Ok, can you find the clues that reveal this late April scene to be the location of a pioneer homestead? Some years ago, my friend who owns this property, just as a bush lot, was lamenting that he had never found the site of any pioneer home on the 50 acres. I looked across the field, spotted a cluster of unique trees, and said "How about over there?" And I was right!
You can't see all the clues in this photo, but you can see two of them, the shrubs on the left and the taller trees on the right.
The first clue that there may have been a homestead nearby, was this old stone fencerow.
It's one of the most remarkable stone fencerows I've seen here, because it isn't constructed of smaller rocks or boulders piled up, it's just a line of enormous boulders! I can't even fathom how they moved these with just horses and pioneer ingenuity.
And here's the clump of shrubs. Do you recognize them by their growth form, or the remnant seed cases against the sky? I'm sure most of you have seen these, or even have them in your yard.
They're Lilacs, here with large swollen buds ready to burst into purple flower. I'm sure they're a very old variety, and have just slowly spread from some small original plantings.
And here's the other most obvious ornamental plant - Day Lilies! Just the common orange 'Ditch Lilies', but 150 years ago that was probably all the pioneers had.
Finally, the trees, though I can't blame you for not recognizing these at this time of year. They're Silver Poplar, or European White Poplar, with leaves that are actually white underneath, and maple-leaf shaped. Theyre another popular plant found around pioneer homesteads. I'll get a picture later in the season for you.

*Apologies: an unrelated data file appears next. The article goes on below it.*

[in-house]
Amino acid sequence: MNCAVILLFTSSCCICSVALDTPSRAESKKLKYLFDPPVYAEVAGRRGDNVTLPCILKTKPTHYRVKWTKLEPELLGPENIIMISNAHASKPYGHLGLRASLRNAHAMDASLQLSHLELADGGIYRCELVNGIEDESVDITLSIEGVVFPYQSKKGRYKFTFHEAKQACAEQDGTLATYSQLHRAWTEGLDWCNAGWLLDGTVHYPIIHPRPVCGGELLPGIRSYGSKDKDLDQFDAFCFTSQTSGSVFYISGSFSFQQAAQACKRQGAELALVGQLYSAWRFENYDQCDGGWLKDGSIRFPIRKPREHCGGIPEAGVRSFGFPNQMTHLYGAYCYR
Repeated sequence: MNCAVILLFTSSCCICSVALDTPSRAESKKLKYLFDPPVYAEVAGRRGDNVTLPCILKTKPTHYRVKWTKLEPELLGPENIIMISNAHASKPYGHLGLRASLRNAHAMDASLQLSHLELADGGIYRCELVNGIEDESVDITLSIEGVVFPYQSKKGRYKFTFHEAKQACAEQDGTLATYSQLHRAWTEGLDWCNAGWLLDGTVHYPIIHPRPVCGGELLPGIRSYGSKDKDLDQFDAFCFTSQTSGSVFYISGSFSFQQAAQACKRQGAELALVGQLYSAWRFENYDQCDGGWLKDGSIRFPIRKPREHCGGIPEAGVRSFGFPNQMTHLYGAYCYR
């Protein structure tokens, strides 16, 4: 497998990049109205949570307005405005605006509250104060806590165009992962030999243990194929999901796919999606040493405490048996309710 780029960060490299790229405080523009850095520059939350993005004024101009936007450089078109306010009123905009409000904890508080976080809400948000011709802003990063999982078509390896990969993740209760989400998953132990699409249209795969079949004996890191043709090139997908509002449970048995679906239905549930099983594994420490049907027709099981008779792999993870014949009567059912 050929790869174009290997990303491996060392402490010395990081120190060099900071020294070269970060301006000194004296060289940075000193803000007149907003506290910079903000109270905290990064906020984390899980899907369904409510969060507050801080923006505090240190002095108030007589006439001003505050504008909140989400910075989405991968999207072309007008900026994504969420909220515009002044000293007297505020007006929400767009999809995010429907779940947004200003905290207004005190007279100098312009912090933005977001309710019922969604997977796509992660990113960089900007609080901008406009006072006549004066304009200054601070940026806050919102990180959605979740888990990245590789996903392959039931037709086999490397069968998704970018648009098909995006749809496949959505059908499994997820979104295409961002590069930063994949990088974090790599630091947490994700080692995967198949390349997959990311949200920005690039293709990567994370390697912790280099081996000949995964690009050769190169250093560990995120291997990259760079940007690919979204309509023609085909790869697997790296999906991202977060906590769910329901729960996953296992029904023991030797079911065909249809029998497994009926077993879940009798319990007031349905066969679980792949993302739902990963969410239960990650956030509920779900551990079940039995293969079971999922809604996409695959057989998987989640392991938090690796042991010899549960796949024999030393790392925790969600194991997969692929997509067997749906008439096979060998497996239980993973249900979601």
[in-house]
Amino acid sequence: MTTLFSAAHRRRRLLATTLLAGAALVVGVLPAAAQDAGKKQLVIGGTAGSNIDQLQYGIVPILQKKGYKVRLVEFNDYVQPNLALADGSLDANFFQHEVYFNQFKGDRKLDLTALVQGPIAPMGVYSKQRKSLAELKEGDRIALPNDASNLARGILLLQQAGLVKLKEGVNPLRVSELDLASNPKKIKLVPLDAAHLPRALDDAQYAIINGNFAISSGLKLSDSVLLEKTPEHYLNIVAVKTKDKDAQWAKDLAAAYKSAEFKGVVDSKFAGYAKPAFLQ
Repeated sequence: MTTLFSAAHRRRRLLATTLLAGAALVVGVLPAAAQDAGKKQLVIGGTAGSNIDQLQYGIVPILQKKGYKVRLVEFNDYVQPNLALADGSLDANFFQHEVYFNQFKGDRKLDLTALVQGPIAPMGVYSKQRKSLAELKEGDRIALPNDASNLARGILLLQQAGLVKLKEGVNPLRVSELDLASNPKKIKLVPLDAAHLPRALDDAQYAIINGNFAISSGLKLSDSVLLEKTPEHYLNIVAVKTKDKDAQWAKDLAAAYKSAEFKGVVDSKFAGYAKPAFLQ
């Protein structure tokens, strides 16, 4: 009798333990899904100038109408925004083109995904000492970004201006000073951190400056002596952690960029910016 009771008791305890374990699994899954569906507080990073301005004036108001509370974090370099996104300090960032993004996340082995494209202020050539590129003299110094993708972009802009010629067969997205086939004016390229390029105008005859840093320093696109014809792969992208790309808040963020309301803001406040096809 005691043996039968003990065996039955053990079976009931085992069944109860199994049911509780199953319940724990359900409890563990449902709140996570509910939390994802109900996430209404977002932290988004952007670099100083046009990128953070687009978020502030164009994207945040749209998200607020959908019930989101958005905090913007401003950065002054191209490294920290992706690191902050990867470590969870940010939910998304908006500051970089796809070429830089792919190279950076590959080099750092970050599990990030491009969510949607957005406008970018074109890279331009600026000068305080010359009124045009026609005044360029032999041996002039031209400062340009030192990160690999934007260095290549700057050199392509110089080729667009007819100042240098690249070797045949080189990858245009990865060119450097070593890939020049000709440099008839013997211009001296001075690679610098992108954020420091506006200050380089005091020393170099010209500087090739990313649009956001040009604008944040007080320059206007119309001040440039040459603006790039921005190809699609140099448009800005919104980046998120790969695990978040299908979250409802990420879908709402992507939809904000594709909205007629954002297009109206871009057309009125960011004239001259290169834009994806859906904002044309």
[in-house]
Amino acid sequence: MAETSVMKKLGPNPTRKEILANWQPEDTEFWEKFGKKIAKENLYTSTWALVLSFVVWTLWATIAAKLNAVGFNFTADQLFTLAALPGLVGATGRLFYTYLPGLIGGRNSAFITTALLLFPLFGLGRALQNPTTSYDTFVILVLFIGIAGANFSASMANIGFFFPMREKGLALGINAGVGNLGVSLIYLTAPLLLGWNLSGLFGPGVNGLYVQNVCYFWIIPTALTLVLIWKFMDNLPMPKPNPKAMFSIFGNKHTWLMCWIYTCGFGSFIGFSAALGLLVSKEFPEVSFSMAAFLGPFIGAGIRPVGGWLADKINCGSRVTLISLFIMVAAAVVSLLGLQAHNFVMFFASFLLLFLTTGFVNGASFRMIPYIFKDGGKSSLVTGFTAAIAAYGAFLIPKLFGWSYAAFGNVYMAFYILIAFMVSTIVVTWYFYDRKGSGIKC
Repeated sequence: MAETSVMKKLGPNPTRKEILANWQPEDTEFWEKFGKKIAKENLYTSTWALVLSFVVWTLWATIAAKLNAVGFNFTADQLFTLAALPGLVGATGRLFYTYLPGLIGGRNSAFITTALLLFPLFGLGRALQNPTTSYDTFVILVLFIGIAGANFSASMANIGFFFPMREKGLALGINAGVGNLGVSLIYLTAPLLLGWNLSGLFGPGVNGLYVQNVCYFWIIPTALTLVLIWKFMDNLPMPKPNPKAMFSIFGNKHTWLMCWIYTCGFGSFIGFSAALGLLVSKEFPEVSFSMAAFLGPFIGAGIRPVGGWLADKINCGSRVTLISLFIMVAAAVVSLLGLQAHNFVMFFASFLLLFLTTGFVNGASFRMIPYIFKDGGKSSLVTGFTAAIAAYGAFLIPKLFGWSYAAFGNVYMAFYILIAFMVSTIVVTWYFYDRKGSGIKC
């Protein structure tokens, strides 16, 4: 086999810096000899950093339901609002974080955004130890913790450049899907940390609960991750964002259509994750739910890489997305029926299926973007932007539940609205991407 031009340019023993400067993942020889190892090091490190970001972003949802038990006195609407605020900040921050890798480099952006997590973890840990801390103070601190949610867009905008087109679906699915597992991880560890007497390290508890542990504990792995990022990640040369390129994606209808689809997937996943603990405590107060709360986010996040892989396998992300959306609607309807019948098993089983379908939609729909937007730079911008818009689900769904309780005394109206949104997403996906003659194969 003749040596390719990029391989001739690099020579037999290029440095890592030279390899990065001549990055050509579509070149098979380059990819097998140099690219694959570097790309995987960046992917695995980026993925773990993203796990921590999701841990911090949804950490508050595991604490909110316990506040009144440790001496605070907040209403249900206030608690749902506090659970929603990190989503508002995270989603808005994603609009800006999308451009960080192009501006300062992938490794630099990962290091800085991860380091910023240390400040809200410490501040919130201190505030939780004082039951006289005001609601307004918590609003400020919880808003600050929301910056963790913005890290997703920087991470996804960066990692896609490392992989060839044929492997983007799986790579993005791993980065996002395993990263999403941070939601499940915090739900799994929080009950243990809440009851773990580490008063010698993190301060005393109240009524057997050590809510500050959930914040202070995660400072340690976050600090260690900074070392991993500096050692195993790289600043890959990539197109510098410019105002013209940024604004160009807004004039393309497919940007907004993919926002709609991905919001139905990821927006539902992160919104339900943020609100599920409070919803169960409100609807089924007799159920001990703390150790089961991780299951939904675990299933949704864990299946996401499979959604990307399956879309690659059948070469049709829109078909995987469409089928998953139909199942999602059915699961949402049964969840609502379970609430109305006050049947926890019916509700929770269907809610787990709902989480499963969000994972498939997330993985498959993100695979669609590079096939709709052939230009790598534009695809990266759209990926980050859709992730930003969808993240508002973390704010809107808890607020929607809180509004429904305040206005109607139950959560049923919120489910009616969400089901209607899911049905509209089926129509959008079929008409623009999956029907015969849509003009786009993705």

And crawling around in the underbrush under those trees, what did we find but a small pile of rocks that I expect was once the corner foundation of a log cabin.
Half-buried in the dirt, I found a red brick when I walked here Monday.
So this is a little flat patch, right in front of a stream, where I believe a small log cabin was built by the pioneers who homesteaded here, and planted a few Lilacs, Day Lilies and Silver Poplar to bring civilization to the wilderness that was then southern Ontario. Those plants were undoubtedly precious to people who probably travelled from Britain to make a new life!
At this time of year, there's even a little stream that is dropping down into a karst depression, and disappearing down a sinkhole. Hope you enjoyed our sleuthing expedition!